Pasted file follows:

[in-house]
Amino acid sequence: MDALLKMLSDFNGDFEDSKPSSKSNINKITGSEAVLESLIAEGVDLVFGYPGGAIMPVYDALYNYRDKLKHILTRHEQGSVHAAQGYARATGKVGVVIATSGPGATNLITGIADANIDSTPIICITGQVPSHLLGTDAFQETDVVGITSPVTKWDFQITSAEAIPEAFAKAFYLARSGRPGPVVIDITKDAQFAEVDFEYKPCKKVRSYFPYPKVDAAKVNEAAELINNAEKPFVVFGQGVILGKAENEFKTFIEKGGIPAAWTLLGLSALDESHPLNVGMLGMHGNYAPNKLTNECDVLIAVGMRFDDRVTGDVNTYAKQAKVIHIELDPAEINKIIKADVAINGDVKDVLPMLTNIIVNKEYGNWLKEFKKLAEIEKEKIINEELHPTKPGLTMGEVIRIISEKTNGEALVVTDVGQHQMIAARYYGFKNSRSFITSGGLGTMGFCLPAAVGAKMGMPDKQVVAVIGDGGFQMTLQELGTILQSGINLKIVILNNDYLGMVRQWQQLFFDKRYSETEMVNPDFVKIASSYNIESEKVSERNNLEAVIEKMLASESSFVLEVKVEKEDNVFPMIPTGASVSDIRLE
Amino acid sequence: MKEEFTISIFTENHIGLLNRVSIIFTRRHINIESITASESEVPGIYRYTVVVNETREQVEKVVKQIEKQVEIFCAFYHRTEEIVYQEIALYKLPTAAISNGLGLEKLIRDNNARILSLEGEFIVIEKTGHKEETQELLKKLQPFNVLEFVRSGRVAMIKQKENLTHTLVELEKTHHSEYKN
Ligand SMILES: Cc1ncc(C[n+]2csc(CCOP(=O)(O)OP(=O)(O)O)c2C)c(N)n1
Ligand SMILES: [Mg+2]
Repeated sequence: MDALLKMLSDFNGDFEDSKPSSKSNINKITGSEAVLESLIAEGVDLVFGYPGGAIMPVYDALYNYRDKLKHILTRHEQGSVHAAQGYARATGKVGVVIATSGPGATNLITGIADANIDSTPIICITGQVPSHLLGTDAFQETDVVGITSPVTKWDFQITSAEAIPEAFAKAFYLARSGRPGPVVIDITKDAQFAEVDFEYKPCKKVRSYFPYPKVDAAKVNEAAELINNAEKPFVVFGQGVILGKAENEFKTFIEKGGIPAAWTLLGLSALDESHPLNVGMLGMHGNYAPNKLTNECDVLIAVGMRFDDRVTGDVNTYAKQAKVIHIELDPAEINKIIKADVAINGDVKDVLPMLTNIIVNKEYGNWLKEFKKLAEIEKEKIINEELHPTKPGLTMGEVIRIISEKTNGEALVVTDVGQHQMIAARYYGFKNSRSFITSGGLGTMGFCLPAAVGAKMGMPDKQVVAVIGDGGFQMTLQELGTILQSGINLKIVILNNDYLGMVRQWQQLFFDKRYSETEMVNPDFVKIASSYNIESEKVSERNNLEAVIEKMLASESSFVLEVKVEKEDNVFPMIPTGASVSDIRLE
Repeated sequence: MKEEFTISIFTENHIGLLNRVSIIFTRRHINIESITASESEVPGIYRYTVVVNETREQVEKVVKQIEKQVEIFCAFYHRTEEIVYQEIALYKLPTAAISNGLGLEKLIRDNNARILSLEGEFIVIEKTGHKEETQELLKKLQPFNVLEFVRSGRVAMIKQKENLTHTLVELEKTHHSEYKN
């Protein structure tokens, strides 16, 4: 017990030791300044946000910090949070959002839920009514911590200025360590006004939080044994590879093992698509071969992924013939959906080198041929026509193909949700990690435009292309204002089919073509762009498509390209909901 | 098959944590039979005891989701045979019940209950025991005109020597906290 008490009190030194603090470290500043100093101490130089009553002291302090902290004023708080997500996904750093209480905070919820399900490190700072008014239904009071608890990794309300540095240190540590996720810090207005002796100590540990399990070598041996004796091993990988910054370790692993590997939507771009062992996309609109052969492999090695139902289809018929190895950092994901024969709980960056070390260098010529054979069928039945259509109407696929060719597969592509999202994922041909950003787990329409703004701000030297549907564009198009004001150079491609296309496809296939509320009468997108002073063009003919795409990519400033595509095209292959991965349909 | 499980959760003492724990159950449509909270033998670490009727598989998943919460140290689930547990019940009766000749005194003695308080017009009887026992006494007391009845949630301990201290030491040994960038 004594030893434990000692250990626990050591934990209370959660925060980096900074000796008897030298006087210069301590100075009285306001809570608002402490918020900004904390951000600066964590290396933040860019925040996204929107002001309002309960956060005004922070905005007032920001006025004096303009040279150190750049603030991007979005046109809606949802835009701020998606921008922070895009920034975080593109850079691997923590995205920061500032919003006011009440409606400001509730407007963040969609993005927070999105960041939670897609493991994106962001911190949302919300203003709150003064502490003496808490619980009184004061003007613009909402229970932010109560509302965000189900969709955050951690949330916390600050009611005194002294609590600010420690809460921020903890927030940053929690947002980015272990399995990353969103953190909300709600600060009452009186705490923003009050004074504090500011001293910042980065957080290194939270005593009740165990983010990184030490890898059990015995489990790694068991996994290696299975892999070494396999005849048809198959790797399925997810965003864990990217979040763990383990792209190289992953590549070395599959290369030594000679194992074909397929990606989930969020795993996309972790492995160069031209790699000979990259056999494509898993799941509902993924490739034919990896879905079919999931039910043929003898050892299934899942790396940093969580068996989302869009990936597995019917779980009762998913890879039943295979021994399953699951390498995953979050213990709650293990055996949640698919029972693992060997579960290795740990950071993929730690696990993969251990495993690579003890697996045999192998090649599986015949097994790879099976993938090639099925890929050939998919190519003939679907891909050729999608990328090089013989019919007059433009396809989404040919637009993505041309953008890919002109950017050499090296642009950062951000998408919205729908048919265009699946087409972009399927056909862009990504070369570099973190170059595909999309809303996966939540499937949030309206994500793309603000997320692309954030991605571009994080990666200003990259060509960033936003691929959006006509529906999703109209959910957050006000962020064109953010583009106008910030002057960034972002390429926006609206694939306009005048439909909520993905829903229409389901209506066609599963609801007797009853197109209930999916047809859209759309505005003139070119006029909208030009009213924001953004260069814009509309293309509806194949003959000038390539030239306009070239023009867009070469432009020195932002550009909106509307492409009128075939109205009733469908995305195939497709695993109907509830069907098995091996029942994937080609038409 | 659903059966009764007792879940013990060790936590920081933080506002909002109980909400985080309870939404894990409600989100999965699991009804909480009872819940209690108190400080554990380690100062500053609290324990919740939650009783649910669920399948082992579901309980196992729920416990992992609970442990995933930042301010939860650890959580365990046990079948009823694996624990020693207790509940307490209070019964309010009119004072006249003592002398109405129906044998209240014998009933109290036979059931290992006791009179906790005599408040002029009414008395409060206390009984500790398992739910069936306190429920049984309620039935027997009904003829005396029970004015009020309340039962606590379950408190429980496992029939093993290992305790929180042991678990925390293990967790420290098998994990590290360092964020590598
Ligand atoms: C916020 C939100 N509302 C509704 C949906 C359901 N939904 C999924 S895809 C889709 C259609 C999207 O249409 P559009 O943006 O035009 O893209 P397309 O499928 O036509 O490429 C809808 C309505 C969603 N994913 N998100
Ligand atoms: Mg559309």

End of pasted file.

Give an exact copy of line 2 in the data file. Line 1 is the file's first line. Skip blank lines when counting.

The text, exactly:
Amino acid sequence: MDALLKMLSDFNGDFEDSKPSSKSNINKITGSEAVLESLIAEGVDLVFGYPGGAIMPVYDALYNYRDKLKHILTRHEQGSVHAAQGYARATGKVGVVIATSGPGATNLITGIADANIDSTPIICITGQVPSHLLGTDAFQETDVVGITSPVTKWDFQITSAEAIPEAFAKAFYLARSGRPGPVVIDITKDAQFAEVDFEYKPCKKVRSYFPYPKVDAAKVNEAAELINNAEKPFVVFGQGVILGKAENEFKTFIEKGGIPAAWTLLGLSALDESHPLNVGMLGMHGNYAPNKLTNECDVLIAVGMRFDDRVTGDVNTYAKQAKVIHIELDPAEINKIIKADVAINGDVKDVLPMLTNIIVNKEYGNWLKEFKKLAEIEKEKIINEELHPTKPGLTMGEVIRIISEKTNGEALVVTDVGQHQMIAARYYGFKNSRSFITSGGLGTMGFCLPAAVGAKMGMPDKQVVAVIGDGGFQMTLQELGTILQSGINLKIVILNNDYLGMVRQWQQLFFDKRYSETEMVNPDFVKIASSYNIESEKVSERNNLEAVIEKMLASESSFVLEVKVEKEDNVFPMIPTGASVSDIRLE